[Top][All Lists]

[Date Prev][Date Next][Thread Prev][Thread Next][Date Index][Thread Index]

Re: Observations and Issues With Gstep Win32

From: Christopher Armstrong
Subject: Re: Observations and Issues With Gstep Win32
Date: Wed, 24 May 2006 11:47:41 +1000
User-agent: Thunderbird (Windows/20060308)

mcg wrote:
With the help of a graduate student in my lab, we figured out how to get the program to run "standalone". I will try to add this to the Wiki in the future, but basically we: 1. Copied the gnustep-base.dll, libiconv-2.dll, obc.dll to \WINDOWS\system32 2. Created a ".BAT" file with the command line parameters for running the program
3. Double-click the .BAT file to start the program.

So now we are looking into whether the licenses for these libs will allow us to package them up with our program (which is permissive opensource) into a windows installer program. That way, it would be truly standalone. I'll report back how that goes. If anyone else has insight into the licensing, it would be very helpful.
I didn't realise that when you said "application" you meant what is in GNUstep parlance a "tool". These are much better able to be drawn out and run separately from the GNUstep environment, and quite alot of developers do this. gnustep-gui OTOH is much harder. Licencing shouldn't be an issue; GNUstep uses the LPGL for most its libraries. There is quite alot of information about the LPGL on the Internet (perhaps try http://www.gnu.org/licenses/licenses.html#LGPL as a start, although this tends to focus on why people shouldn't use this licence).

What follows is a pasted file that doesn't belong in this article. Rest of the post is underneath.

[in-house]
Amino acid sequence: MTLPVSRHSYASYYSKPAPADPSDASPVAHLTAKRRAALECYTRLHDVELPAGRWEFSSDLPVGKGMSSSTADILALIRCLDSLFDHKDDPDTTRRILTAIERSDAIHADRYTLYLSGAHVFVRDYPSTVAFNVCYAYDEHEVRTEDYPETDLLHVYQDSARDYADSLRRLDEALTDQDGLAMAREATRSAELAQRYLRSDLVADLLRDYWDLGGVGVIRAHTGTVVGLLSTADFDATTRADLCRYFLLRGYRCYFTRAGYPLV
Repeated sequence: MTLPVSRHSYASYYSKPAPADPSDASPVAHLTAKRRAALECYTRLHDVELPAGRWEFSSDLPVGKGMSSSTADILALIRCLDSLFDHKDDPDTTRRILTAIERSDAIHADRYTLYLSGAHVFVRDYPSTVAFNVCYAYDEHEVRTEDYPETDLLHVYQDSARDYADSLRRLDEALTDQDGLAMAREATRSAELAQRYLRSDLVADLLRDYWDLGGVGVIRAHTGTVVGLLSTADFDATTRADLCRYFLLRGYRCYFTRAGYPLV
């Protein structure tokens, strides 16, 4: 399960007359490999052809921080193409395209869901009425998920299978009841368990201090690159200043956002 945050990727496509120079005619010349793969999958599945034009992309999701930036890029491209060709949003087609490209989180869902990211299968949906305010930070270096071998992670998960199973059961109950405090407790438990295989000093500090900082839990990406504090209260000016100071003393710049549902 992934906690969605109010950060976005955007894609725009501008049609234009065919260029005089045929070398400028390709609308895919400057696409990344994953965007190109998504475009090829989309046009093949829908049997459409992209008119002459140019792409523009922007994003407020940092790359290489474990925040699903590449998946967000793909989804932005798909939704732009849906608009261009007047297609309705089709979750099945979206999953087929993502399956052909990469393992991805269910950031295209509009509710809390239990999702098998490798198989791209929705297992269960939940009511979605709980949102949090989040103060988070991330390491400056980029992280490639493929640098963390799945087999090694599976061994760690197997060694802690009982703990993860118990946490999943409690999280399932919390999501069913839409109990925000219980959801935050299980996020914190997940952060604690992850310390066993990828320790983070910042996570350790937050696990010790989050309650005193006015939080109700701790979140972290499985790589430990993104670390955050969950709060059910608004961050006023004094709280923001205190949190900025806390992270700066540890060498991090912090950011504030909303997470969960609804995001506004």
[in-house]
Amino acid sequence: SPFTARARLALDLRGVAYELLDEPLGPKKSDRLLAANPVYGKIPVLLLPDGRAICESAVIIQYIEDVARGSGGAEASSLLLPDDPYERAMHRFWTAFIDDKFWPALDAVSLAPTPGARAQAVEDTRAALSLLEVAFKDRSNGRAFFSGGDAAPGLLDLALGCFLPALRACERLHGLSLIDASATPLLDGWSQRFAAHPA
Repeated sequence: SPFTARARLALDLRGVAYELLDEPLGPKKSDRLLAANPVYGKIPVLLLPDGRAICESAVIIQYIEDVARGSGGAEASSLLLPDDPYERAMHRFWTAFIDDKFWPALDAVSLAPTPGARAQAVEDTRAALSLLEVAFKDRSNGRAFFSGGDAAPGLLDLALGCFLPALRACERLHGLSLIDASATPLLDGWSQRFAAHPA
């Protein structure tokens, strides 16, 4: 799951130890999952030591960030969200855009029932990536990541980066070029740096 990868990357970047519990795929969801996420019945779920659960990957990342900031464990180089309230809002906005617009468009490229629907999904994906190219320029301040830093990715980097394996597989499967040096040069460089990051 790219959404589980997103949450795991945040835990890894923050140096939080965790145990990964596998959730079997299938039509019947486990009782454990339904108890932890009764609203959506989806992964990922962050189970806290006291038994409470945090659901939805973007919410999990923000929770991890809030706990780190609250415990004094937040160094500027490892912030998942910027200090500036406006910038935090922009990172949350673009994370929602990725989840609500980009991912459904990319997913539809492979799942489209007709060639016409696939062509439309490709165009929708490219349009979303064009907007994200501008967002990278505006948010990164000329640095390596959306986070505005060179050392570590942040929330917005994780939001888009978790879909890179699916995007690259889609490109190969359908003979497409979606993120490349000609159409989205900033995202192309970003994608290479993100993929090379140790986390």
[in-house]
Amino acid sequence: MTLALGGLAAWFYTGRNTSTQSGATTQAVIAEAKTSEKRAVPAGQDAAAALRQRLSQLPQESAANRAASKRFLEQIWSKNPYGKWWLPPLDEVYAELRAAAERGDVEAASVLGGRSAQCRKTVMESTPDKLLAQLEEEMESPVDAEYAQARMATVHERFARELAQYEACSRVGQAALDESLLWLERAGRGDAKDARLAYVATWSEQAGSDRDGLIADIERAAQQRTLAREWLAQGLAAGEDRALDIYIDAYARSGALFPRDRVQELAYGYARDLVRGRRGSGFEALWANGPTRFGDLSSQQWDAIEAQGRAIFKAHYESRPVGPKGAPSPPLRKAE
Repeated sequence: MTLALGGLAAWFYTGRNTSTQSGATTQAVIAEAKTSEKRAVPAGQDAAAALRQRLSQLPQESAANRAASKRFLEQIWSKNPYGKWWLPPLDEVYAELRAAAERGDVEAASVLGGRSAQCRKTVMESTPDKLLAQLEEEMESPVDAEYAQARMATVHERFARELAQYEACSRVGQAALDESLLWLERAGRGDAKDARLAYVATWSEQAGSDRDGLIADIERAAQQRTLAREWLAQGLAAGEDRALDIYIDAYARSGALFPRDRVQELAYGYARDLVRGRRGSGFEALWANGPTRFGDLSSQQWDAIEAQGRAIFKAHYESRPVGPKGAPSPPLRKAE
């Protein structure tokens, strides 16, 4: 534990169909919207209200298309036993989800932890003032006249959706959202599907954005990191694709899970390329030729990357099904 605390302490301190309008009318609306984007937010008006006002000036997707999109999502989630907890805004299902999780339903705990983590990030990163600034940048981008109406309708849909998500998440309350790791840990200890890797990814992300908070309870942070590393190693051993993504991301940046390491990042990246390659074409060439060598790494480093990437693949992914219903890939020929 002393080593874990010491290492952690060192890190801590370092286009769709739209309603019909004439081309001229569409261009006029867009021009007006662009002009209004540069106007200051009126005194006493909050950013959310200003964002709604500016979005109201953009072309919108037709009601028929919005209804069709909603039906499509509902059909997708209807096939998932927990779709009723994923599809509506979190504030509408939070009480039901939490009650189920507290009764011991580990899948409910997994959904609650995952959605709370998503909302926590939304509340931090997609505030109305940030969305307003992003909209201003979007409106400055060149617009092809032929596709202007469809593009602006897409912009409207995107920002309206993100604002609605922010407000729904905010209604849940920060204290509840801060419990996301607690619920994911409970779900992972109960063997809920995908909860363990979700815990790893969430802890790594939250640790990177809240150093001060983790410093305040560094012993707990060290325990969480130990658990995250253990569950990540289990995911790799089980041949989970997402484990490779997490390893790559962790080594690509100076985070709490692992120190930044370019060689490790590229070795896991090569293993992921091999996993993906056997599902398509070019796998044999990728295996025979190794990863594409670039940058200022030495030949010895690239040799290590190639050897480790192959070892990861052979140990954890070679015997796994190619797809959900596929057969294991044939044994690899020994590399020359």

I found out a bit more about the speed issues - part of it is memory allocation. Our program does many realloc-type operations using NSMutableData as it loads data from a file. Making this fine-grained on Linux and OSX doesn't seem to impose much performance penalty. However, in Windows, when I changed this to be much coarser-grained (i.e. reallocing much larger amounts at a time), it ran substantially faster. It is still 2-3x slower than Debian on the same machine, but that's an improvement over 10x slower. So, anyway, your ideas about this having to do with heap-checking are probably right. I'll try checking the detailed compile output as you suggest as soon as I get a chance.
I thought it could be memory allocation. I've found as a bit of Windows programmer, extensive memory allocation/reallocation/deallocation can have significant impacts on performance, maybe because these things actually run inside MSVCRT.DLL (perhaps Linux/BSD has better/faster heap managers?). I've certainly found that's the case through experience. Heavy threading might cause slowdowns (although I doubt it), and many other non-native UNIX primitives (like signals, forking etc) are generally pretty slow when emulated on Windows.


reply via email to

[Prev in Thread] Current Thread [Next in Thread]